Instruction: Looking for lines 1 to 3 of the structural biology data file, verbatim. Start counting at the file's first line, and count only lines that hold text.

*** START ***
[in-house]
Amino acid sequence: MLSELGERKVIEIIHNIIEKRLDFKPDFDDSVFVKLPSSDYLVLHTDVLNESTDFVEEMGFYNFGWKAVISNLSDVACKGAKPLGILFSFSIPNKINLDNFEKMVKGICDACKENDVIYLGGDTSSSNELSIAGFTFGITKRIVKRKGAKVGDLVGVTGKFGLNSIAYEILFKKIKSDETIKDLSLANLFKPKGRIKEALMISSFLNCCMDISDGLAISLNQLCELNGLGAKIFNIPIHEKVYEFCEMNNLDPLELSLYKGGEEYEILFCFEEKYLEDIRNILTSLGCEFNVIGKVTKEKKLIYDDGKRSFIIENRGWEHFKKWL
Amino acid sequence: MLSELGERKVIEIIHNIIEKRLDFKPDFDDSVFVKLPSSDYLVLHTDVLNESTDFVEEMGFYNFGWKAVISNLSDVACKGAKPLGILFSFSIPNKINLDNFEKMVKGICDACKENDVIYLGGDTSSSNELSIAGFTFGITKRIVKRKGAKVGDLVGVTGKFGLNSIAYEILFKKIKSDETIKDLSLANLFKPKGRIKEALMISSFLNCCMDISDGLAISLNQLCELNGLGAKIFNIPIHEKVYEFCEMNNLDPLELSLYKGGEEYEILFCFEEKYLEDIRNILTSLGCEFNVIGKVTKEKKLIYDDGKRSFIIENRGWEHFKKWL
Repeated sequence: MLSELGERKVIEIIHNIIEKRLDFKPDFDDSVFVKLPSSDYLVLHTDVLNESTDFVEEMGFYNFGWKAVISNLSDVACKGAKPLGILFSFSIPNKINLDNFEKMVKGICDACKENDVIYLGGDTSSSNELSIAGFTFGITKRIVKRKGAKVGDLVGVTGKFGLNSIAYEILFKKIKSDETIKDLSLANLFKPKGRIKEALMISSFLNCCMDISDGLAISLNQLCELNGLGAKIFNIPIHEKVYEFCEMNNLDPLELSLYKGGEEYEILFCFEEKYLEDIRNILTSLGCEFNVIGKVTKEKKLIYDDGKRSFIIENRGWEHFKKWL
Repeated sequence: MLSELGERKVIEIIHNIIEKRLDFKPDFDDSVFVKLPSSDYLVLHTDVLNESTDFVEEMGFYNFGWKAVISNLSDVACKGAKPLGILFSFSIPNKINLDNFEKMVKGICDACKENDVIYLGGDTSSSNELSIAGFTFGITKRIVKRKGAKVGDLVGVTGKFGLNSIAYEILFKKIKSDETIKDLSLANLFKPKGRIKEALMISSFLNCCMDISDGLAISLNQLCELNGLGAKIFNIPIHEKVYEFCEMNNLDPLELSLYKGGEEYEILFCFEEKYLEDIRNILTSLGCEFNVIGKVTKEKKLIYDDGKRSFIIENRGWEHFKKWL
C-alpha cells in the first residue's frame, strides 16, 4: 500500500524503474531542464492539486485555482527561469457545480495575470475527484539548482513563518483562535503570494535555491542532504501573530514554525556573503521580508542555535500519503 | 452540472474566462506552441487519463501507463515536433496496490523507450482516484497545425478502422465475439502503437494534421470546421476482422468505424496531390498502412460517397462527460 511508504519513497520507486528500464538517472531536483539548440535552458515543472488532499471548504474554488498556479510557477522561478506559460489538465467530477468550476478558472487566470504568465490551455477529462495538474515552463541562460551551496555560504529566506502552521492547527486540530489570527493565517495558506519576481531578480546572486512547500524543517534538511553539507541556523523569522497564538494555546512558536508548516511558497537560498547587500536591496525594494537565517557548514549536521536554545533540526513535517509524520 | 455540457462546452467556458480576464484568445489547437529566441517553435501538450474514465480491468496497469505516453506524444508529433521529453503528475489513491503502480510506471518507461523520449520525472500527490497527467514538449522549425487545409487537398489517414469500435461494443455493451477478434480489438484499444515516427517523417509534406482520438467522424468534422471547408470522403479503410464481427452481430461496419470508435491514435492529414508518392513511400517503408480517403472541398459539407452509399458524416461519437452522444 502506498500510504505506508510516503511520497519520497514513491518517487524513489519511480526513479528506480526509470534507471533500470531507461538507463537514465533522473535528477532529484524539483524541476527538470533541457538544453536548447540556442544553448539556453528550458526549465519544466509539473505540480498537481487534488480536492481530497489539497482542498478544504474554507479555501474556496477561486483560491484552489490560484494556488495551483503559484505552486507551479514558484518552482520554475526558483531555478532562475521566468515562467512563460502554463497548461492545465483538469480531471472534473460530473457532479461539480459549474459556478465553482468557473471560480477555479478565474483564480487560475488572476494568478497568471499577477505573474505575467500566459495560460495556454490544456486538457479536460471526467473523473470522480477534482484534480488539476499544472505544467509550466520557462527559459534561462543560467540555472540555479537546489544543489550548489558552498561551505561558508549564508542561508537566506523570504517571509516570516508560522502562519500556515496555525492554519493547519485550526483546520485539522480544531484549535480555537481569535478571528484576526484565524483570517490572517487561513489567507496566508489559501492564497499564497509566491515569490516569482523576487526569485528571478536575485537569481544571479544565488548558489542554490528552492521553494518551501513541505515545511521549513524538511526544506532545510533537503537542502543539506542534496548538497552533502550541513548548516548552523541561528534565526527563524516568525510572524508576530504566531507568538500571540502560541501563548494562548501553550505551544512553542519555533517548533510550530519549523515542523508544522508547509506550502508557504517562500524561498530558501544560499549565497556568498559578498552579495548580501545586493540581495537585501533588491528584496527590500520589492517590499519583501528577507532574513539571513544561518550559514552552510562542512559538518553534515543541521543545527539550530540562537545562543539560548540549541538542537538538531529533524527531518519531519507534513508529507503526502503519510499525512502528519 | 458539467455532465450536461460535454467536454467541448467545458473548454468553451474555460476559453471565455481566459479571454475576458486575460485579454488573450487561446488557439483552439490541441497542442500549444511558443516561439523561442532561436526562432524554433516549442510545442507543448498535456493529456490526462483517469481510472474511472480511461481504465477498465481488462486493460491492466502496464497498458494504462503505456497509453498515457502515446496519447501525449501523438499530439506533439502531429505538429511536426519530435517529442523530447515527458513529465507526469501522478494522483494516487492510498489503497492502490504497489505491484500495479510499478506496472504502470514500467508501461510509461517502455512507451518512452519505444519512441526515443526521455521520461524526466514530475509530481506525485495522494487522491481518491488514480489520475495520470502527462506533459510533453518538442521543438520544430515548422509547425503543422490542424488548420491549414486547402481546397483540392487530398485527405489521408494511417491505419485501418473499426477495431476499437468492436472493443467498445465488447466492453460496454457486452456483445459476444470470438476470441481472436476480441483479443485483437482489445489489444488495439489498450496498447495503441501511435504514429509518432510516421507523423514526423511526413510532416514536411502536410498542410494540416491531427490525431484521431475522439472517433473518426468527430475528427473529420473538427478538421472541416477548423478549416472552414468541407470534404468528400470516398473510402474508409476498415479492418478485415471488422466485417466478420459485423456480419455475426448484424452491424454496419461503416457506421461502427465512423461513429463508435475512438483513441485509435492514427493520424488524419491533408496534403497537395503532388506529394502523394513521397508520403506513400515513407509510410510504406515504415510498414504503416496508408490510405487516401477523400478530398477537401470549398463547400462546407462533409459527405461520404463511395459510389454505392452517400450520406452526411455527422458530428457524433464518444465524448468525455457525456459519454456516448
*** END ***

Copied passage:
[in-house]
Amino acid sequence: MLSELGERKVIEIIHNIIEKRLDFKPDFDDSVFVKLPSSDYLVLHTDVLNESTDFVEEMGFYNFGWKAVISNLSDVACKGAKPLGILFSFSIPNKINLDNFEKMVKGICDACKENDVIYLGGDTSSSNELSIAGFTFGITKRIVKRKGAKVGDLVGVTGKFGLNSIAYEILFKKIKSDETIKDLSLANLFKPKGRIKEALMISSFLNCCMDISDGLAISLNQLCELNGLGAKIFNIPIHEKVYEFCEMNNLDPLELSLYKGGEEYEILFCFEEKYLEDIRNILTSLGCEFNVIGKVTKEKKLIYDDGKRSFIIENRGWEHFKKWL
Amino acid sequence: MLSELGERKVIEIIHNIIEKRLDFKPDFDDSVFVKLPSSDYLVLHTDVLNESTDFVEEMGFYNFGWKAVISNLSDVACKGAKPLGILFSFSIPNKINLDNFEKMVKGICDACKENDVIYLGGDTSSSNELSIAGFTFGITKRIVKRKGAKVGDLVGVTGKFGLNSIAYEILFKKIKSDETIKDLSLANLFKPKGRIKEALMISSFLNCCMDISDGLAISLNQLCELNGLGAKIFNIPIHEKVYEFCEMNNLDPLELSLYKGGEEYEILFCFEEKYLEDIRNILTSLGCEFNVIGKVTKEKKLIYDDGKRSFIIENRGWEHFKKWL